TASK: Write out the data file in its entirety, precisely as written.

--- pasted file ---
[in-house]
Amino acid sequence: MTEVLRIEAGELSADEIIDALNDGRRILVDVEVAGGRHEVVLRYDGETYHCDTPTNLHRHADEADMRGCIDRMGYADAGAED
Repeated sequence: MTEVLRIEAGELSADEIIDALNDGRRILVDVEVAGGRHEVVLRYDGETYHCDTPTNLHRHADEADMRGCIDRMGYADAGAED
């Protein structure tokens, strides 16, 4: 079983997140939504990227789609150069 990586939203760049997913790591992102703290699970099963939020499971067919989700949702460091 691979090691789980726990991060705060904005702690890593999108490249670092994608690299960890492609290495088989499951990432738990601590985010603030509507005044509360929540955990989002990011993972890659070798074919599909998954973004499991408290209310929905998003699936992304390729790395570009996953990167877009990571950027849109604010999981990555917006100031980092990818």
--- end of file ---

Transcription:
[in-house]
Amino acid sequence: MTEVLRIEAGELSADEIIDALNDGRRILVDVEVAGGRHEVVLRYDGETYHCDTPTNLHRHADEADMRGCIDRMGYADAGAED
Repeated sequence: MTEVLRIEAGELSADEIIDALNDGRRILVDVEVAGGRHEVVLRYDGETYHCDTPTNLHRHADEADMRGCIDRMGYADAGAED
């Protein structure tokens, strides 16, 4: 079983997140939504990227789609150069 990586939203760049997913790591992102703290699970099963939020499971067919989700949702460091 691979090691789980726990991060705060904005702690890593999108490249670092994608690299960890492609290495088989499951990432738990601590985010603030509507005044509360929540955990989002990011993972890659070798074919599909998954973004499991408290209310929905998003699936992304390729790395570009996953990167877009990571950027849109604010999981990555917006100031980092990818």